Bravely, Malcolm prepares to paddle in Ullswater!


From there we went on to Rydal Mount, Wordsworth’s home in his later years, and wandered around the gardens as well as exploring the house: not quite as dramatically atmospheric as Dove Cottage, but a fine, comfortable Victorian family home, with Wordsworth’s study right up in an attic looking south towards Windermere.

Altogether a wonderful few days in what was, I think, the last spell of fine golden autumn weather during 2014. Very good to look back on from a bleak chilly January; and of course on the other hand I am now looking forward to Malcolm’s book about Coleridge which, from what I know of Malcolm’s work, will be beautifully readable and also very profound.

Alan Hankinson – Genial Author Who Scaled the Heights

Looking around for something to read recently, I spotted Alan Hankinson’s biography of Geoffrey Winthrop Young. It had been on my shelf for years and I didn’t even recall clearly who Young was. What the heck, I thought, I’ll give it a try.

It turned out to be totally gripping. Young had been a pioneer of mountaineering and a brilliant climbing writer, a heroic ambulance driver in World War I (where he lost a leg) and after the war pioneered mountaineering with an artificial leg. He had many German friends, and worked secretly with Germans opposed to Hitler to try and bring about the dictator’s downfall. His exploits were incredible, literally, and Hankinson’s book brought the whole thing to life, telling the story with such verve that I couldn’t stop reading.

But also the book reminded me of Alan. I first met him when I gave a talk on Thomas De Quincey in Cockermouth in 1981. Alan was a deep-voiced, jovial, lionlike chap with a mane of white hair: hugely well-read, deeply friendly, vastly intelligent and entirely likeable.

After that I bumped into him quite often around Cumbria (he lived in Skiddaw Street, Keswick); we talked about this project and that, and I was delighted when he won prizes for his wonderful book Coleridge Walks the Fells, in which he retraced the course of Coleridge’s great 1802 walk around the Western Lakes, comparing how places are now to how they were then. The book is a classic.

When I came to write my own Literary Guide to the Lake District he took a great interest – and showed it with practical help. One day I phoned him and asked if he remembered whether a particular plaque was still at the top of Grisedale Hause – because last time I was up there, I’d forgotten to check, and I needed to know for the book. There was something similar that I’d neglected at the summit of Great Gable too. The upshot was that Alan said ‘Don’t worry, I’ll go up and take a look, and let you know.’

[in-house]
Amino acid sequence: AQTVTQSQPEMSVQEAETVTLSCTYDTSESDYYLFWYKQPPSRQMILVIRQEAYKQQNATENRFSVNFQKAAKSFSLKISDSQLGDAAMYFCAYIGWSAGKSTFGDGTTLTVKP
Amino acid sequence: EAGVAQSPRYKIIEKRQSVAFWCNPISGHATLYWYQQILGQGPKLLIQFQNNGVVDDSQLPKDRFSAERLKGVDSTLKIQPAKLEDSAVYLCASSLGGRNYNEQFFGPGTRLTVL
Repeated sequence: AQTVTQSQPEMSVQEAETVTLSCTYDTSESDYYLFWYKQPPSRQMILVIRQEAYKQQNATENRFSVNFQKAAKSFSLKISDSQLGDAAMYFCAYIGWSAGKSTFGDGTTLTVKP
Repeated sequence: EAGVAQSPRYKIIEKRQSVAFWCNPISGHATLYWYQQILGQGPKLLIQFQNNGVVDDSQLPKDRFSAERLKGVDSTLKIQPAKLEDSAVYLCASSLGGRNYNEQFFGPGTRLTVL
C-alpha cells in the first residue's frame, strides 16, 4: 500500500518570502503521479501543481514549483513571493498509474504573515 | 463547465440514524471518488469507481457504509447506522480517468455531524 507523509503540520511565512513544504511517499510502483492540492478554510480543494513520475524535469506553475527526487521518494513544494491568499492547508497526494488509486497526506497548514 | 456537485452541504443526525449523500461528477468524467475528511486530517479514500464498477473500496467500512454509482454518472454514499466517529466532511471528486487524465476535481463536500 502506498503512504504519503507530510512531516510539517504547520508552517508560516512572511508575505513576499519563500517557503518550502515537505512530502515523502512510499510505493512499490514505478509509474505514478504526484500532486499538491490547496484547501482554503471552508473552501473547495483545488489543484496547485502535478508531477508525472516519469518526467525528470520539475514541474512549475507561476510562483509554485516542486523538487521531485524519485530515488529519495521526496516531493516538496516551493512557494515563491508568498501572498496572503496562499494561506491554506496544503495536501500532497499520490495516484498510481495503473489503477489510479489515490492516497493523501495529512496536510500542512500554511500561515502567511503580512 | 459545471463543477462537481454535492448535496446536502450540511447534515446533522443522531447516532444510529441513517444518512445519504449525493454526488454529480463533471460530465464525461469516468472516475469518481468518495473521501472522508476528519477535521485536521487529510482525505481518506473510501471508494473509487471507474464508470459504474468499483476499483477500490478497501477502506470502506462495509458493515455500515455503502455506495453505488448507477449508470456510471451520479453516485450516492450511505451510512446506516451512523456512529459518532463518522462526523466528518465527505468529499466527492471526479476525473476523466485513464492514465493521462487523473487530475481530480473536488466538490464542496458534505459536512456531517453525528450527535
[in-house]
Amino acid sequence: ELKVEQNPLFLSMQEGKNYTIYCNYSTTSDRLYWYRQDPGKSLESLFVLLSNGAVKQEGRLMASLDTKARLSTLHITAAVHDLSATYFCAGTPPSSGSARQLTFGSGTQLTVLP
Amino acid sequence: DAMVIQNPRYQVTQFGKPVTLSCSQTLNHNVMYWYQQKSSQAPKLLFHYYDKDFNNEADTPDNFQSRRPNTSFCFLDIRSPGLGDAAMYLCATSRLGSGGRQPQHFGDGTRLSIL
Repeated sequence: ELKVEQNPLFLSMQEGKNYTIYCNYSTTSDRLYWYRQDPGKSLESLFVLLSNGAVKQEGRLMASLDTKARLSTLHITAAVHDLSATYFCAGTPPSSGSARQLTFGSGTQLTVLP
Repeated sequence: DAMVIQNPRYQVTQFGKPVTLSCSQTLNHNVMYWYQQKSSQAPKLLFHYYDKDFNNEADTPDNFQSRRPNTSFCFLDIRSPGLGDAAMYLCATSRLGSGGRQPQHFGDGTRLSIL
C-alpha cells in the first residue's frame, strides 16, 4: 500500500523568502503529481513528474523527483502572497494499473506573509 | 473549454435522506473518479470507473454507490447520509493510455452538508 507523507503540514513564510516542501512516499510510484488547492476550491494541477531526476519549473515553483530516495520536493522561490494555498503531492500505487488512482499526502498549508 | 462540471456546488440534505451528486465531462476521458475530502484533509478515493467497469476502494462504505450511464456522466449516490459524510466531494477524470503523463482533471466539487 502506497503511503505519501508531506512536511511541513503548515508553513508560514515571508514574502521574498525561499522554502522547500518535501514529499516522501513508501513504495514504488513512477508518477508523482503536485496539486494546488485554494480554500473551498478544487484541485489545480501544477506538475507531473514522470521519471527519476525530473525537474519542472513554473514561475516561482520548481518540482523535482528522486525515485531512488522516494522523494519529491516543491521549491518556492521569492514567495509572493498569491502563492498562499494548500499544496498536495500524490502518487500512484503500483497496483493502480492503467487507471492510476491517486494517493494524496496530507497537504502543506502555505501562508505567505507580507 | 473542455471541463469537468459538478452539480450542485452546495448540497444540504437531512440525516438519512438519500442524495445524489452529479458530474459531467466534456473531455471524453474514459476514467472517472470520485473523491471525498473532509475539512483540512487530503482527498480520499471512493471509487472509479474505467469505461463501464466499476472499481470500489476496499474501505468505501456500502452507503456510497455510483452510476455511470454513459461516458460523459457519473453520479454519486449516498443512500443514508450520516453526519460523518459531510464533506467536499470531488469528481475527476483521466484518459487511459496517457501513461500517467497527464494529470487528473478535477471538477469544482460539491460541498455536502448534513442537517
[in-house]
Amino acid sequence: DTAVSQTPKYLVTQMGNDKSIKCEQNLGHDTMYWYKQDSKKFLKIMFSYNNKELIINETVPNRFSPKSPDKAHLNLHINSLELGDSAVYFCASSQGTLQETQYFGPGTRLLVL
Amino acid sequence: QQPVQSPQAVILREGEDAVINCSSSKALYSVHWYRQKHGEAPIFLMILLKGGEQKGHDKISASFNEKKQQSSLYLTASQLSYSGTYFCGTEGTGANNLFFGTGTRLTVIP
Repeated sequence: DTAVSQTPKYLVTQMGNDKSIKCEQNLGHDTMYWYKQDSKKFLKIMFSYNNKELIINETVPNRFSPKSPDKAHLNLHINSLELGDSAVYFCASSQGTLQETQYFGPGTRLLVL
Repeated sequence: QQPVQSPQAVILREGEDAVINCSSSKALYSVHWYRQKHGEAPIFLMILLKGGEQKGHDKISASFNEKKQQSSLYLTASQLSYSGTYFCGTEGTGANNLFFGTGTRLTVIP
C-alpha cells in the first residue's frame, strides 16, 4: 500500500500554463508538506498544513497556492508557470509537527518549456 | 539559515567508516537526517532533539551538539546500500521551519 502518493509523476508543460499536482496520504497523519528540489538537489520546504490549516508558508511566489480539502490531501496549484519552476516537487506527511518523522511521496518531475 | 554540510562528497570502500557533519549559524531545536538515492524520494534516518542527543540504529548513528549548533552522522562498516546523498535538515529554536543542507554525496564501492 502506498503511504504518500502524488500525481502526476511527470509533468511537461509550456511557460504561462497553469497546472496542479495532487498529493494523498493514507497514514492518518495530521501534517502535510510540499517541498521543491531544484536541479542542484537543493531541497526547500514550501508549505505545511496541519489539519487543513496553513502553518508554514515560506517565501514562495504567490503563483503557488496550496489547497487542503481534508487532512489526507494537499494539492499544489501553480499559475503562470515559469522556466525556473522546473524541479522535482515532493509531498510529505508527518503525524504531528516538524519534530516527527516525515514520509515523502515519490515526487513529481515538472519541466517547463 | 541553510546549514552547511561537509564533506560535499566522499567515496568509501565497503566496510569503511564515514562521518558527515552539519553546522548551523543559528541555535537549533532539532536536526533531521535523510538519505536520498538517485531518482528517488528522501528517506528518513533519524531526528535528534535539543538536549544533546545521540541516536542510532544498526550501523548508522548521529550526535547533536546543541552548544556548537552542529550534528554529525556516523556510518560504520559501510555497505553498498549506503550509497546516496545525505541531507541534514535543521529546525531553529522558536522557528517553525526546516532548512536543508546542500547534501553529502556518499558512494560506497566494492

When my book came out I was able to thank ‘Alan Hankinson, who with memorable generosity volunteered to climb both Grisedale Hause and Great Gable to find things I had forgotten to look for.’

Alan was himself of course a fine climber and The First Tigers, his history of the beginnings of british rock-climbing, is another classic and fascinating even if you’ve never set foot on a mountain. In fact, it’s hard not to keep throwing in the word ‘classic’ when writing about Alkan: he wrote so well, telling so many stories that needed to be told, and produced the perfect book on each one.

He was loyal too. Towards the end of his life he turned up more than once at poetry readings I gave at Dove Cottage and elsewhere, although he clearly wasn’t well and admitted that he was finding it difficult to write. And yet really I must have been someone he knew only peripherally, an occasional contact. But the thing about Alan was that when you met him his warmth and interest made you feel that you and he had always known each other.

Alan died, sadly, in 2007 and I didn’t hear about it until some time afterwards. Only when I read the obituaries and found out abaout his amazing career in TV, film, radio and journalism, and his war service with the Gurkhas, did I realise how many other aspects he had besides those I’d seen.

Earlier this year I was asked to run a course on English Literature for trainee Blue Badge Guides. It turned out that my predecessor in the job had been Alan. I felt proud, as well as a bit intimidated, to find I was stepping into his shoes. It certainly gave me something to live up to, though I didn’t do the job with a pint always at my elbow, as I’m told Alan used to!

Sadly his books (apart from two US publications on American Civil War battles – yes, he was an expert on that as well!) seem to be out of print. A bit of a scandal really when you know how good they are. Alan deserves to be better known. Some enterprising publisher should at least put out digital reprints of The First Tigers, Coleridge Walks the Fells, and his biography of Young. Meanwhile, I never go to Keswick without thinking of him and missing that deep-voiced laugh, and that encyclopedic knowledge of literature and the Lake District. Here’s to you, Alan, and thanks for telling so many great stories.